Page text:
In Latin America, like the rest of the world, both nature assets and infrastructure are vulnerable to natural hazards and climate change effects. Therefore, all economic sectors face risks. Additionally, the different organizations in charge of promoting sustainable development are frequently constrained in their ability to get more political and financial support to ensure social sustainability.
In this context, both research and experience have shown that safeguards can help effectively anticipate and mitigate social and environmental risks. Therefore, focusing on boosting related knowledge, the necessary capabilities and the implementation of environmental permitting and compliance can be dramatically beneficial to the region.
These issues provided the enabling framework for the III Regional Policy Dialogue on Environmental Permitting and Compliance in Latin America held in Brasilia in late 2017 with the participation of more than 40 representatives from 15 countries and inter-governmental agencies.
One of the main goals of the event organized by the Inter-American Development Bank (IDB) was to strengthen the national environmental and social protection systems and push forward the Bank’s sustainable development goals through the creation of a space where Latin American environmental agencies can share views and experiences on issues related to environmental permitting and compliance. This dialogue adds to previous activities conducted in Lima and Panama City in 2015 and 20167, respectively.
The Regional Dialogue was cosponsored by Brazil’s environmental agency IBAMA, a unit of the country’s Environment Ministry, the U.S. Environmental Protection Agency (U.S. EPA), and the South American Environmental Compliance and Enforcement Network (REDSUFICA), now renamed REDLAFICA after an increase in regional membership and outreach.
The Regional Dialogue agenda focused on three key issues and their relationship with environmental permitting and compliance activities:
- Meaningful Stakeholder Consultation, aiming to evaluate its role as a key decision-making and project governance tool.
- Biodiversity, oriented at analyzing experiences and the practical effects of mitigation, remedying, restoration and compensation measures on investment projects and relate them to eventual findings made during inspection procedures; and
- Use of digital technologies for land observation, a theme that seeks to explore its relation to permitting and enforcement activities as well as with environmental compliance.
The III Regional Dialogue’s structure and approach made it possible to share and learn firsthand experiences related to the three aforementioned Dialogue themes. The main results revolve around these lessons:
The region’s countries all face similar challenges
Although each country has its unique structures and environmental permitting and compliance capabilities, they all have something to offer to their colleagues in the region through South-South cooperation. For example, geographical data management of licenses and compliance reports presented by the delegates of Chile, El Salvador and the Dominican Republic are useful examples for other countries that seek to improve their own digital systems.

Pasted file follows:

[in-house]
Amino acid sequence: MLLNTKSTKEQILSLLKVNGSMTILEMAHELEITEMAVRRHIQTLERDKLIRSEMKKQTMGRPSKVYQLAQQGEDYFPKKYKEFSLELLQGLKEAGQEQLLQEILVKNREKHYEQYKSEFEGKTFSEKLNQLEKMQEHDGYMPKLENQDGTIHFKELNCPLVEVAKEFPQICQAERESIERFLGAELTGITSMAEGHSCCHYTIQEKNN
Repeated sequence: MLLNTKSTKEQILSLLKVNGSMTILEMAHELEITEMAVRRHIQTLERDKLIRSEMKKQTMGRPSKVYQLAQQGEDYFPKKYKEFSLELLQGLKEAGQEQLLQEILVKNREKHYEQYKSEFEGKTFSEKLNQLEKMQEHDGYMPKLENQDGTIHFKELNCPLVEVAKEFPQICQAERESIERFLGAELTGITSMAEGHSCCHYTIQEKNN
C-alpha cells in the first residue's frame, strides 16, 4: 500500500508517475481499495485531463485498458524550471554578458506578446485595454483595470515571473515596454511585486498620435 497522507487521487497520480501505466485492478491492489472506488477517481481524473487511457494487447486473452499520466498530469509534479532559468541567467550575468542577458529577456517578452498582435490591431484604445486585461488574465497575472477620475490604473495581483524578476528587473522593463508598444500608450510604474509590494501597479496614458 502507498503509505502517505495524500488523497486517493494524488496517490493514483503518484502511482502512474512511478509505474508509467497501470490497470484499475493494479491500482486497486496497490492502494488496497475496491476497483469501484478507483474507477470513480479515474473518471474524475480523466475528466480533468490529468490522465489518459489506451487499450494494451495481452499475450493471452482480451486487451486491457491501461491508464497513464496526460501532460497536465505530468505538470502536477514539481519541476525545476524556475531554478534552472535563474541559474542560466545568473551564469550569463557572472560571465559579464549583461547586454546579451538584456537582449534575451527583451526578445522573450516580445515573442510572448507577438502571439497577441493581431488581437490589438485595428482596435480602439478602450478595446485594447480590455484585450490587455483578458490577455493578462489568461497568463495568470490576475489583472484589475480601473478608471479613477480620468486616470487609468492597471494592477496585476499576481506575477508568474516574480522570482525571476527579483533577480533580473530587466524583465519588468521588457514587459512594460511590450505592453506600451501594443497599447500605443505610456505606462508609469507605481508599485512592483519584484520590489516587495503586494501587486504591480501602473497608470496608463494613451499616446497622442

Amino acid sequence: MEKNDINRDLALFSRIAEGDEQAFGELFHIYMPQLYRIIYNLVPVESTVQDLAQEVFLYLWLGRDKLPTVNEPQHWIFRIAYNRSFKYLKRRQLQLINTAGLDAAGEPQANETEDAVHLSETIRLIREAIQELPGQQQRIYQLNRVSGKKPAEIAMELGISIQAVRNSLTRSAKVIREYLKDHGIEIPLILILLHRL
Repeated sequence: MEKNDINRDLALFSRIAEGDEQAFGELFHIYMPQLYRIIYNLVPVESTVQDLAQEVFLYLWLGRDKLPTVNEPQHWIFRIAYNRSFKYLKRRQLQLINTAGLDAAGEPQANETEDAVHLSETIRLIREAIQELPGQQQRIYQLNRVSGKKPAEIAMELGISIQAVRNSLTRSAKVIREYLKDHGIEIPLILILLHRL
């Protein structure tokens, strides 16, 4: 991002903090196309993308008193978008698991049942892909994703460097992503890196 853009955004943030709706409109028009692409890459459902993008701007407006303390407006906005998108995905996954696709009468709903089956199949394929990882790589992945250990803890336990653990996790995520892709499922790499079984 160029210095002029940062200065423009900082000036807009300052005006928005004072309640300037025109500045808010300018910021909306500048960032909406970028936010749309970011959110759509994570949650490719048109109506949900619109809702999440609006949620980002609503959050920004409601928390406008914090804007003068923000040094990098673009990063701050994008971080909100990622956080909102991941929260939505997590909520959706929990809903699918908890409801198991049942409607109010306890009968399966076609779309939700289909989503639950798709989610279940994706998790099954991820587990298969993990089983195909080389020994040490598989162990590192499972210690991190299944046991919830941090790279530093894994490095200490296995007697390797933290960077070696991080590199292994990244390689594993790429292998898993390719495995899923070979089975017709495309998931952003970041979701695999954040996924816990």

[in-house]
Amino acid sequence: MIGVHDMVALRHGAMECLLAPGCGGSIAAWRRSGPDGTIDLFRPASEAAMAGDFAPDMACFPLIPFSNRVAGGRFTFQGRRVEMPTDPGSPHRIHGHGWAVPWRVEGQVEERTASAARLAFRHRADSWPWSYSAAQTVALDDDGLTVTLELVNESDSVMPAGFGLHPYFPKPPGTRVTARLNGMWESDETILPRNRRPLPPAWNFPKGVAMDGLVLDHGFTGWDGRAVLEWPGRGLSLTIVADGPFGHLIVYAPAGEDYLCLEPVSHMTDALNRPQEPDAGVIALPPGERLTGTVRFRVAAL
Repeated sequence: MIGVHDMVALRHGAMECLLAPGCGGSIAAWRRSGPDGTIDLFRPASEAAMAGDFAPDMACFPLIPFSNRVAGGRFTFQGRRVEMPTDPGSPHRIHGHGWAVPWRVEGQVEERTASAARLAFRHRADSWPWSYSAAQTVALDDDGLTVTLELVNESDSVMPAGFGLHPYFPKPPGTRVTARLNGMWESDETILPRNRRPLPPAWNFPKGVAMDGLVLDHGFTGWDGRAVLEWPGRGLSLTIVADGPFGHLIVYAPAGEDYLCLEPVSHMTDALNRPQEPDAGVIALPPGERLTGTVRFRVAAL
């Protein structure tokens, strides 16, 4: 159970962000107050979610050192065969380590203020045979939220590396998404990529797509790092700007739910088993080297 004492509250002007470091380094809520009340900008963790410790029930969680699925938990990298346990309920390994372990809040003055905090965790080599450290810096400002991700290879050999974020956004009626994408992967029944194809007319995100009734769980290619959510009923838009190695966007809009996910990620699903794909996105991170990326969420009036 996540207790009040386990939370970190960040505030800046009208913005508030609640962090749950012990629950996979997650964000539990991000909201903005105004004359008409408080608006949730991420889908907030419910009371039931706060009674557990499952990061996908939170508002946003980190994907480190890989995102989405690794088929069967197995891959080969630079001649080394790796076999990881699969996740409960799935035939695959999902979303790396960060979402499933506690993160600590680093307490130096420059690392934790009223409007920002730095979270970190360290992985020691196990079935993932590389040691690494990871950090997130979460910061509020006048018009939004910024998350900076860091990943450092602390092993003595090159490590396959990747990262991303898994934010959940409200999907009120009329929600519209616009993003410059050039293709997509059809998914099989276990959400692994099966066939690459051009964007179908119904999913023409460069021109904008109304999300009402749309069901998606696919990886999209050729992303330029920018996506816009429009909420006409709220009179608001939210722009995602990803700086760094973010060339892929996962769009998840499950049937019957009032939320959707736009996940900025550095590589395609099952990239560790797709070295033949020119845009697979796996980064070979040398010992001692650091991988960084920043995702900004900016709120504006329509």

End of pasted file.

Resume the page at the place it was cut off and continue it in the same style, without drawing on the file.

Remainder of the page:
Themes of growing interest in the Latin American region
Meaningful stakeholder consultation proved to be crucial for the region, particularly in relation to environmental conflict prevention. The variety of permitting approaches (Peru), enforcement (Ecuador, Chile and Peru) and remedies for environmental damage (Mexico) highlights the importance of public participation in the full cycle of environmental risk prevention.
Development and strengthening of networks
In an effort to foster peer-to-peer communication, the LinkedIn-based Comunidad Virtual de Práctica sobre Gestión de Riesgos Ambientales y Sociales en América Latina, (CdP, the Virtual Community of Environmental and Social Risks Management in Latin America) was presented. CdP acts as a collaboration network for environmental and social risks in the region. All those interested in environmental impact assessment (EIA), permitting, and environmental compliance and enforcement are invited to join.
Additionally, as a sign of the networks importance, the Latin American Environmental Compliance and Enforcement Network (REDLAFICA) saw its membership grow to 14 countries.
At the end of the Dialogue meeting, the IDB announced that the IV Dialogue meeting will be held in September 2018 in Washington DC, USA, together with the Caribbean Regional Dialogue. In addition, the IDB, in coordination with REDLAFICA and other RPD participants, is organizing a series of online courses, webinars and onsite training workshops on the identified topics.
All presentations are available on the event’s site: III Regional Policy Dialogue on Environmental Permitting and Compliance in Latin America